Kwon Ji-Young, better known to the world by his stage name G-Dragon, first stepped up to the spotlight in 2006 as the leader of K-Pop band Big Bang. In the decade since, he has made his name as a multihyphenate with a veritable toolbox of skills: the producer and lyricist behind many of Big Bang’s number one hits, a genre-crossing solo artist in his own right and the fashion world’s latest male muse, sitting front row at Saint Laurent and taking selfies with Karl Lagerfeld.
G-Dragon is one of the few Asian artists to make inroads in the American music industry, via collaborations on his latest album Coup D’Etat with big names including Diplo, Baaur and Missy Elliott. He is a powerful digital influencer, with 12.4 million followers on Instagram and a global army of devoted fans who strive to emulate his style – designers have seen their sales soar after G-Dragon is photographed wearing one of their pieces.
Everything about G-Dragon’s approach to art is eclectic and all-encompassing. The K-Pop phenom began his musical career at just thirteen, tutored by People’s Crew and scoring a feature on the YG Family Flex album. He was immediately snapped up by YG Entertainment, South Korea’s blue-chip hip hop label. Inspired in equal measure by American rap crews such as the Wu-Tang Clan and MCs like Drunken Tiger who were paving the way for Seoul’s burgeoning hip hop scene, G-Dragon carved out a niche with his group Big Bang, penning the band’s breakout 2007 single Lies and follow-up Haru Haru to create an old-skool hip-pop sound distinct from any other act on the scene. Big Bang went from unknowns to chart-toppers in a matter of months, and continued their reign with G-Dragon at the helm. Their latest 2016 album MADE was the sonic event of the year, with a single released every month while the group toured the tracks to a global audience of 1.5 million fans.
“In the world of K-Pop, where bubble-gum pop songs are played over Disney-esque visuals in pastel colours, G-Dragon’s music videos stood out starkly.”
As Big Bang’s lyricist, producer and frontman, it was only a matter of time before G-Dragon went solo. In 2009 he released his first album Heartbreaker, which shot straight to number one in South Korea and won the MNET Asian Music Award for Album of the Year. Heartbreaker was a deviation from G-Dragon’s old-skool hip hop catalogue, drawing influences from EDM. With subsequent albums and top-charting singles like Crooked, One of a Kind and Coup D’Etat, G-Dragon skewed his sound further, mixing Korean folk with hip hop, and trap with punk-rock. Arguably more extraordinary than his music however, were the videos that accompanied the tracks. In the world of K-Pop, where bubble-gum pop songs are played over Disney-esque visuals in pastel colours, G-Dragon’s music videos stood out starkly. The sets shift between the cinematic and the bizarre. In Crooked he is seen causing chaos in London’s Brick Lane and pissing against a wall – not quite Bieber’s bucket, but deviant enough to shock Korean audiences – for One of a Kind he poses with a tiger cub on a leash, in Coup D’Etat he sits on an electric chair. The imagery is vivid and visceral, and the parade of costumes he dons for each clip are equally bold. A bejewelled boxing helmet, pink dressing gown, vast furs, canary-yellow dreadlocks … on first glance it appears as if G-Dragon does things purely to shock. Connecting the lyrics of each song to the visuals, the viewer joins the dots to find each image carefully constructed with pinpoint precision.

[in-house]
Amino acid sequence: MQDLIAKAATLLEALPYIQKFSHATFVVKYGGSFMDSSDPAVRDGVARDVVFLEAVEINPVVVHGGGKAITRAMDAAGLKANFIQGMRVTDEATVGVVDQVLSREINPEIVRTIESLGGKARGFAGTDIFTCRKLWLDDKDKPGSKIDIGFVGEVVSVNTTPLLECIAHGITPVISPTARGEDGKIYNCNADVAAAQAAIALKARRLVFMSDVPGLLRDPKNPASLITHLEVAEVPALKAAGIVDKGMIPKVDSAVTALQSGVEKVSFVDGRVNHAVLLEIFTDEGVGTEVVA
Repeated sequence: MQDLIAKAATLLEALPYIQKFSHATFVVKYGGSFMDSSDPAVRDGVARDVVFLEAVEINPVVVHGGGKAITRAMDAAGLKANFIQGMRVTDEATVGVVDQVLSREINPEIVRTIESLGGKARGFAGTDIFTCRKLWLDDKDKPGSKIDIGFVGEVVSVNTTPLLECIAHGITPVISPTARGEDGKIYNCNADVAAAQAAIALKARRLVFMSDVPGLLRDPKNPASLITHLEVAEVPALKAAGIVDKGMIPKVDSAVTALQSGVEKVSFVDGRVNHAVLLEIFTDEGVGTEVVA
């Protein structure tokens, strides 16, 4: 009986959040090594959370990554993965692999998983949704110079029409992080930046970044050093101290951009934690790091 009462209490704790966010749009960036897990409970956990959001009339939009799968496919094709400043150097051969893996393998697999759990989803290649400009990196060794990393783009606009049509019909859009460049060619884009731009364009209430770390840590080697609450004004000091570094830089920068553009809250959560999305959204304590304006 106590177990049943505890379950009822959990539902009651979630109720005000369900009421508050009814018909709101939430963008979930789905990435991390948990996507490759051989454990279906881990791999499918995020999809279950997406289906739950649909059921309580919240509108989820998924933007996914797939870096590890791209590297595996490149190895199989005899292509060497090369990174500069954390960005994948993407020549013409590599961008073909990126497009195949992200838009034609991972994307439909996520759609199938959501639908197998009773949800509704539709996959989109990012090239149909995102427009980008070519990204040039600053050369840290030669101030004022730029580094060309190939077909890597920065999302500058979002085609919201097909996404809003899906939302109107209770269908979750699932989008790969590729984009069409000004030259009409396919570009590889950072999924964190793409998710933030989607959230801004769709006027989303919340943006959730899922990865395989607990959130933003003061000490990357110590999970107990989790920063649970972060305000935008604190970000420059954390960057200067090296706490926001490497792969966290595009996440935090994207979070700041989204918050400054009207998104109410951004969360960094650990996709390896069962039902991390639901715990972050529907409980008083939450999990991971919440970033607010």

Whether he’s photographed in head-to-toe Dior, mixing streetwear brands Ambush and KTZ, rocking pink hair or a furry Chanel hat, one thing is clear – G-Dragon knows what he’s doing. His seat at Chanel’s casino tables for Lagerfeld’s haute couture Autumn/Winter 2015 show cemented his status among Fashion’s top tier. In 2016, he premiered his M.I.A – Baaur collab track Temple at the Alexander Wang show. A mere two weeks ago, he upstaged Paris fashion week, collaborating with his own art house label Peaceminusone to stage a four-day guerrilla media exhibition at the Galerie Frank Elbaz, attended by Bella Hadid and Olivier Rousteing.
“This soft-culture power has attracted the attention of the fashion world, numbering South Korea among the industry’s A-League nations, attracting oft-piste shows from houses like Chanel.”
Furthermore, G-Dragon is in a unique position, in the right place at the perfect time to make his mark. South Korea is currently one of the most influential nations in Asia; its ubiquitous pop music and youth culture elevating the status of Korean products, in turn rendering the country’s economy the fourth-largest in Asia. This soft-culture power has attracted the attention of the fashion world, numbering South Korea among the industry’s A-League nations, attracting oft-piste shows from houses like Chanel. Enter G-Dragon, his every outfit captured and re-blogged across the internet, his rock-star aesthetic and androgynous hairstyles enabling him to experiment with outfits most regular guys wouldn’t dare touch. With a vast social media influence and sense of stylistic daring, he is primed to be the fashion world’s latest muse.
A recent Dazed photo-op, shot by the eminent Japanese photographer Noboyushi Araki, sums up G-Dragon’s standing as symbolic of the future of K-Pop, and the growing juxtaposition of fashion and music. The pairing of the two creatives was a clever combination, bringing together two legends from opposing eras, connected by their shared defiance of convention and cult following. G-Dragon has won many accolades in his decade-long career, yet he is best known for redefining what it means to be a K-Pop star. He is daring not only musically but visually, the avant-garde pioneer leading the way forward; the It Boy everyone is watching.